Thursday, January 10, 2008


Following Jim's post of their mind blowing debut, here's more bent and whimsy-addled impish machinations from this mob (chronologically their fourth), though the tactics deployed on Bec Et Ongles render this a more intimate and delicately ditzy affair. Most of this same crew (who were also involved in Hellebore and Szentendre) were plying a similar sort of naif loopiness in Toupidek Limonade during this era, though the moves here are more honed and precise than Toupidek Limonade's scrappy and ramshackle oddities. In Poly Sons describes this as being"A lot of short songs, inspired by day life or dadaist poetry, some intestinal noises, and other delighfull stories. A lot of french humor and tenderness, a shy music like the one of Erik Satie", which is on the mark up to a point though perhaps undersells the deep seated screwiness of what's at hand here.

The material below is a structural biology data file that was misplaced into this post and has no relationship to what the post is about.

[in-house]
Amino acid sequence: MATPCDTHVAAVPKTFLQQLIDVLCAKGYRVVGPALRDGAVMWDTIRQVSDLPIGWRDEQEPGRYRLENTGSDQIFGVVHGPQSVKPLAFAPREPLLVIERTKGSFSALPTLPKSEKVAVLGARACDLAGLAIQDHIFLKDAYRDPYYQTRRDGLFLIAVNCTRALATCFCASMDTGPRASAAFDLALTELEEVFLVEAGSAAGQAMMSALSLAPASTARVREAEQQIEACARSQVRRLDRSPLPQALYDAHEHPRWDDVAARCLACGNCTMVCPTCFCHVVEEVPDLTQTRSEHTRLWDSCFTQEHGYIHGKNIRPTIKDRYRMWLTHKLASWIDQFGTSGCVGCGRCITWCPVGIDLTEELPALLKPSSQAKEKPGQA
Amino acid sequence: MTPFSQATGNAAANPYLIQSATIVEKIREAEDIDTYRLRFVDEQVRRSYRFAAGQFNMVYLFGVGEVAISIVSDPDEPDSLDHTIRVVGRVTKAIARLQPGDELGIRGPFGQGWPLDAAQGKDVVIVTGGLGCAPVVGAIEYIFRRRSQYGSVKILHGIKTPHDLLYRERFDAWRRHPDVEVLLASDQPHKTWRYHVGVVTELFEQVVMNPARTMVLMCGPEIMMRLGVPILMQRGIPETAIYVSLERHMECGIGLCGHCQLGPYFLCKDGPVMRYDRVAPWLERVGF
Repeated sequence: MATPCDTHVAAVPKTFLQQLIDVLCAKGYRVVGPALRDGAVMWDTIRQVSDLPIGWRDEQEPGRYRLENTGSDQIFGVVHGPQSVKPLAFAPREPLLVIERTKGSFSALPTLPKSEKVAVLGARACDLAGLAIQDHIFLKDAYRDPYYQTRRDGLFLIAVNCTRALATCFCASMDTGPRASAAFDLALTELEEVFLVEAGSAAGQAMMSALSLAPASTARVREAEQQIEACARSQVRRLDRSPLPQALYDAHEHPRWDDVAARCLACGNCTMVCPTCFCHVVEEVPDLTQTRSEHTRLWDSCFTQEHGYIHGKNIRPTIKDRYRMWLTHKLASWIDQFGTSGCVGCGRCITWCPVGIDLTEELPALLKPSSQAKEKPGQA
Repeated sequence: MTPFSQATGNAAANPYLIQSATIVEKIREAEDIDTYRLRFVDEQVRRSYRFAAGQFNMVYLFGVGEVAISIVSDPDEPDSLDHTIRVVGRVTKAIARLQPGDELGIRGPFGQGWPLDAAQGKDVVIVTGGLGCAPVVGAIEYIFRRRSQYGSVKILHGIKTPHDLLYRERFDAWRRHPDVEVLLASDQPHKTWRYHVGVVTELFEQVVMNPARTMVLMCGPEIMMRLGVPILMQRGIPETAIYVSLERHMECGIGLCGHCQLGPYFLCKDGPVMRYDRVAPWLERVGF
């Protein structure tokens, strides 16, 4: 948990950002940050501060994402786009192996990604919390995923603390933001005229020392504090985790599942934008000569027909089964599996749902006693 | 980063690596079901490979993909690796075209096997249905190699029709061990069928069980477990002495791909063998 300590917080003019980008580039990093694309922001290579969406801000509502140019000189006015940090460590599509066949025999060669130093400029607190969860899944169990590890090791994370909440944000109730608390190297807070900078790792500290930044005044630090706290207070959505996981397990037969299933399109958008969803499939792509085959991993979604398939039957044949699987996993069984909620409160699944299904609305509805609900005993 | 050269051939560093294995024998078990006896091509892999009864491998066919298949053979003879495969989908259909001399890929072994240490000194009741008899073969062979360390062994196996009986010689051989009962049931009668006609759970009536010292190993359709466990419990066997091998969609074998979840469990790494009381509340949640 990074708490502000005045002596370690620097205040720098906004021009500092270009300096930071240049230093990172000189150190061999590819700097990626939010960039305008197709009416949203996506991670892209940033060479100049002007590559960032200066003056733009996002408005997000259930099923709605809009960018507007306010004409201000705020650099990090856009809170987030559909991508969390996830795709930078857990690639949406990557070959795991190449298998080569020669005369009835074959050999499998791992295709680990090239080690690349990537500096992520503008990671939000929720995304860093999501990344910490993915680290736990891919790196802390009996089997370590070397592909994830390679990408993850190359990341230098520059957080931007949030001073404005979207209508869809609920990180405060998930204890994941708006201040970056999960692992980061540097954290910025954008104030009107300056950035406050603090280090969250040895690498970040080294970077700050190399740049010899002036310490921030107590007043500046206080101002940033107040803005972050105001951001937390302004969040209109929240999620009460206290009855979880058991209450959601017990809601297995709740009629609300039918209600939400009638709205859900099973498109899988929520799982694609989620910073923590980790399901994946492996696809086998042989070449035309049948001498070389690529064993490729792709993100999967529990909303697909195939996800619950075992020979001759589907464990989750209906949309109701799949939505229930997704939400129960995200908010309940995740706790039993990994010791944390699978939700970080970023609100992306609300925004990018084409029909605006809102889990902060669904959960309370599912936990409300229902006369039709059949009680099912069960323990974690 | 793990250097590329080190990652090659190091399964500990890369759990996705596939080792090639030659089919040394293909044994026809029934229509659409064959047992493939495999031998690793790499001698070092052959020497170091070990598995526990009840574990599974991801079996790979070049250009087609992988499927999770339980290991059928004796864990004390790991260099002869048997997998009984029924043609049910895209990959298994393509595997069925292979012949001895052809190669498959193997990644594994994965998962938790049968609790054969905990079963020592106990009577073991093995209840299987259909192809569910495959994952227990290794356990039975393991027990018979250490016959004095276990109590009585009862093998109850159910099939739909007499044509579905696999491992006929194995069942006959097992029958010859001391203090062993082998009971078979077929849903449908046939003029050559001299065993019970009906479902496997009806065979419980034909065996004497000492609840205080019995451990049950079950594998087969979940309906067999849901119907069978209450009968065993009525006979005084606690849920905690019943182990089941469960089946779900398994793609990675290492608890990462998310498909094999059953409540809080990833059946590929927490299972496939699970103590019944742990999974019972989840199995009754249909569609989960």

***************NEW LINK POSTED OCTOBER 2012***************

Get it here 


Kevin said...

On first listen, this reminds me of the whimsical sound of Brazil's Os Mutantes mixed with a dash of Stereolab. This one will get lots of play on my Mp3 player. Thanks are in order for all the rarities that you have shared on here!


Mystery Poster said...

Great stuff, this band.. ahhh RIO!

BTW, any of you blokes have any Shit & Chanel to post up? That would be cool.

Anonymous said...

Thanks, I've had a cassette of this since not too long after it was released, so it's great to get a digital copy. I have many recordings on In Poly Sons which I treasure. The comments regarding LdB's contrast with Toupidek Limonade seem more applicable to their early work than say il y a des bulles dans la banquise, or I imagine the new one released last year that I've yet to hear. The former is pretty precisely honed in my view and benefits from Jean Cael's lovely bass playing. In any case Look de Bouk and TPDK are drawn from the same pool of musicians.

Anonymous said...

more about look de bouk on their official my space :

Unknown said...

I'm the bass player with Thinking Plague, and I can't agree more about the previous poster's comment on Jean Cael's bass playing. Let's not forget his guitar playing in Toupidek, either! Such a personal voice on both instruments!